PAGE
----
From genConnect, here’s an interview recorded this past June during the Aspen Ideas Festival. In the interview, composer Tod Machover of the MIT Media Lab describes how he invited the citizens of Toronto to compose “A Toronto Symphony,” which was performed by the Toronto Symphony Orchestra in the spring of 2013. The collaboration produced a portrait of Toronto that Machover hopes to replicate in other cities.
Here’s an insightful article about Tod Machover in the October issue of Opera News. Written by Philip Kennicott, Pulitzer prize-winning critic for the Washington Post, the article delves into the evolution of the music and gets to the heart of what the operas are about. Refreshing!
Some great quotes:
“…Machover, voluble and friendly in person, confounds expectations. Valis, based on a science-fiction novel by Philip K. Dick and dubbed “the first opera of the twenty-first century,” now sounds anything but scary, and his last three operas, Resurrection, Skellig and Death and the Powers, have rare emotional depth. Machover, now a fully mature composer, is unafraid of harnessing the old-fashioned powers of opera, unafraid of sentimentality, unafraid of C major.”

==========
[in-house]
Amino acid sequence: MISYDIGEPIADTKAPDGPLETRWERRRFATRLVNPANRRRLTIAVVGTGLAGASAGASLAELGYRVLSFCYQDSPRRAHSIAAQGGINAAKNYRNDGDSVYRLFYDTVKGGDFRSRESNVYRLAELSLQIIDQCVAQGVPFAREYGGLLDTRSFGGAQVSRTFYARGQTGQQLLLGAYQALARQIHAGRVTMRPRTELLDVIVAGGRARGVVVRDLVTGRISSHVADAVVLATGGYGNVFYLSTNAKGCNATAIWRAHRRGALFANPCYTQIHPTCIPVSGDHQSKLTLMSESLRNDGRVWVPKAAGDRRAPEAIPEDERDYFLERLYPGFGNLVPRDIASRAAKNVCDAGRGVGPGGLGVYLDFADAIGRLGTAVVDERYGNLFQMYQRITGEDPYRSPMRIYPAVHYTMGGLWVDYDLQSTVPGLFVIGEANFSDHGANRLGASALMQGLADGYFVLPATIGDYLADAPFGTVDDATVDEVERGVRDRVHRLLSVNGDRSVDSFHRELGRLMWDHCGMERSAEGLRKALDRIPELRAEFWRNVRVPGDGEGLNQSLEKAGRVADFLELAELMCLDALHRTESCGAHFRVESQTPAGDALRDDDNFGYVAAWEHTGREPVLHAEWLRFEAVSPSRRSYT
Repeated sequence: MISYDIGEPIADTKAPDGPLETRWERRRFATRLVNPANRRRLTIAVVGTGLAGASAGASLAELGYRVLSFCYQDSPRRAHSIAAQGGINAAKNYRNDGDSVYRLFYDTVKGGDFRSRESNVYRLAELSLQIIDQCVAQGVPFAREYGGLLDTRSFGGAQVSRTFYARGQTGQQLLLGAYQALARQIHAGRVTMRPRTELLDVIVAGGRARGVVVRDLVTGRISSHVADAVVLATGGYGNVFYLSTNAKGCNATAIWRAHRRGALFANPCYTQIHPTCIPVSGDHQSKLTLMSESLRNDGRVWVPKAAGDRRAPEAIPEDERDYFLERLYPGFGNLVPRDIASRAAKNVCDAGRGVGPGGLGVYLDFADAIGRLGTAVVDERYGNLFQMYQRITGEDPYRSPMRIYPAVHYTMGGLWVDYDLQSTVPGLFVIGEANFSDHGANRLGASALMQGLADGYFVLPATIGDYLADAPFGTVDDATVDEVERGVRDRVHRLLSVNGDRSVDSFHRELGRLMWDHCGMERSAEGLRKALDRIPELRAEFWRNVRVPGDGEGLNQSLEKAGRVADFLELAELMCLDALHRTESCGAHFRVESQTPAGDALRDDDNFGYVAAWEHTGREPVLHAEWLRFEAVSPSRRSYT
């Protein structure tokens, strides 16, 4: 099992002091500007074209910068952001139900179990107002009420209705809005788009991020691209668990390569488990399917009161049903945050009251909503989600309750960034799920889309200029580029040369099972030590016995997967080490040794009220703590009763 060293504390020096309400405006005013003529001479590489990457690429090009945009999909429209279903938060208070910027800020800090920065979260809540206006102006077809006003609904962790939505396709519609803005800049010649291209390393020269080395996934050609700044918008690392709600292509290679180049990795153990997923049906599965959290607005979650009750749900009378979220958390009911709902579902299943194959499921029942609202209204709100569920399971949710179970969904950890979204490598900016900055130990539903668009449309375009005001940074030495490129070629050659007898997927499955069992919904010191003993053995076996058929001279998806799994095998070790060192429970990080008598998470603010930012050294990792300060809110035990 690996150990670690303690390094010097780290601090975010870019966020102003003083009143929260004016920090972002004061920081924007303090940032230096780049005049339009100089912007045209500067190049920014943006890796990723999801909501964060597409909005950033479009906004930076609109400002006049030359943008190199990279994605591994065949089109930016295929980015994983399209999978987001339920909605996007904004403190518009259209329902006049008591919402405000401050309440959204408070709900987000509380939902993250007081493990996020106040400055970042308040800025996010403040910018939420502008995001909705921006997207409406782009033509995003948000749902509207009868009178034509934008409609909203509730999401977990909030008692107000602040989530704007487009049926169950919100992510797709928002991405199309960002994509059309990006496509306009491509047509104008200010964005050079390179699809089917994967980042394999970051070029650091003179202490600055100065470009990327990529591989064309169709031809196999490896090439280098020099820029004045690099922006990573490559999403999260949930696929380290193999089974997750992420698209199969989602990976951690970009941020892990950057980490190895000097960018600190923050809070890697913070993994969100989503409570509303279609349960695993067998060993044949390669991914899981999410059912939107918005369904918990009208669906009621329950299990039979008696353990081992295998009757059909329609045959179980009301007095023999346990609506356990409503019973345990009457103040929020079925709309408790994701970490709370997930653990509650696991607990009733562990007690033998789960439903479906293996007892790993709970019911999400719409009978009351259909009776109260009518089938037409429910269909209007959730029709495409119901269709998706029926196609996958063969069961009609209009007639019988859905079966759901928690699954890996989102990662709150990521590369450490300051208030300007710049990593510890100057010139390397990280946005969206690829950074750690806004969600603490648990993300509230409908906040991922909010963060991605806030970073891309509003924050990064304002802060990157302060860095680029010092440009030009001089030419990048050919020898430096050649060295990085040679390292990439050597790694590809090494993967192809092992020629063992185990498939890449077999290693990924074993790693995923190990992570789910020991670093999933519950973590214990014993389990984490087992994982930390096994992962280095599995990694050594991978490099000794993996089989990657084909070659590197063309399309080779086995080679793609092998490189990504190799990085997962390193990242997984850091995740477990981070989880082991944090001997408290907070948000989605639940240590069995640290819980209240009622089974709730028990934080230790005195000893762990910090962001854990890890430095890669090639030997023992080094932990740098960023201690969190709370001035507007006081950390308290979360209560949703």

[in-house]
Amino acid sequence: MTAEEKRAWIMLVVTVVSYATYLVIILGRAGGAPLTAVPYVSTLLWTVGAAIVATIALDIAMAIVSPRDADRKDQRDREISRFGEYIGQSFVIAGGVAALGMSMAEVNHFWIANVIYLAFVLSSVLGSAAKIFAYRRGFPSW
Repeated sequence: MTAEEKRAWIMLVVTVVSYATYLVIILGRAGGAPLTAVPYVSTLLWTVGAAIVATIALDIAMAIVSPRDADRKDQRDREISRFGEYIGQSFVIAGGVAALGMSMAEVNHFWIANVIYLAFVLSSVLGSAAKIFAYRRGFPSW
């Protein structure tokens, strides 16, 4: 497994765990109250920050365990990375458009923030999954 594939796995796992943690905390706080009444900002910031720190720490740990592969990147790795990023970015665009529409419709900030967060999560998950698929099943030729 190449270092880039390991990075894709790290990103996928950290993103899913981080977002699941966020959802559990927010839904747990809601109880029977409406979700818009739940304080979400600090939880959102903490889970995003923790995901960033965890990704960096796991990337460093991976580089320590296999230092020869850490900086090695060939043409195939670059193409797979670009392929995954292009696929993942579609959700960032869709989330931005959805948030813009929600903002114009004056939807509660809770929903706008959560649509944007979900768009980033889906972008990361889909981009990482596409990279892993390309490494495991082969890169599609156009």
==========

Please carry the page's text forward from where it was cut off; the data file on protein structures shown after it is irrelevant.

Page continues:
Last night’s world premiere of “Festival City” went off without a hitch. The Royal Scottish National Orchestra players were on fire, and the acoustics in Usher Hall were excellent. Kudos too to the Edinburgh International Festival audience for their commitment and enthusiasm to new work. Check out this BBC report from the rehearsal, including a video with interviews with Tod Machover and RSNO conductor Peter Oundjian. The entire performance was also recorded and we hope will be broadcast soon. Stay tuned…
Just did a live interview on BBC Scotland for my FESTIVAL CITY project for the Edinburgh International Festival. We talked about the idea of collecting sounds of the city, mixing those with music, and the hosts had even made their own collage of Edinburgh sounds for me to listen to. You can participate in the project at www.eif.co.uk/festivalcity or follow our blog at edinburgh.media.mit.edu.
Check out this wonderful interview with David Almond on the BBC’s Desert Island Discs series. David discusses children’s literature and the music he’d want if he were a castaway. Thirty minutes into the interview he talks about the opera version of Skellig, on which he collaborated with composer Tod Machover. Here’s what BBC program says about David:
Most of his work is for children but the adults who populate the juries of heavyweight literary prizes really like it too. The accolades began with his first novel Skellig published in 1998 when he was 47; it won the mighty “Whitbread Children’s” award and then many others besides.
Ever since, he’s been acclaimed for his ability to craft complex, philosophical narratives with strikingly down to earth characterisations.
Tod returns by popular demand to speak with opera lovers at the Dallas Opera on September 18. He’s joined by Sara Heaton, who performed in “Death and the Powers” in the role of Miranda. Here they are in “Composing Conversations”: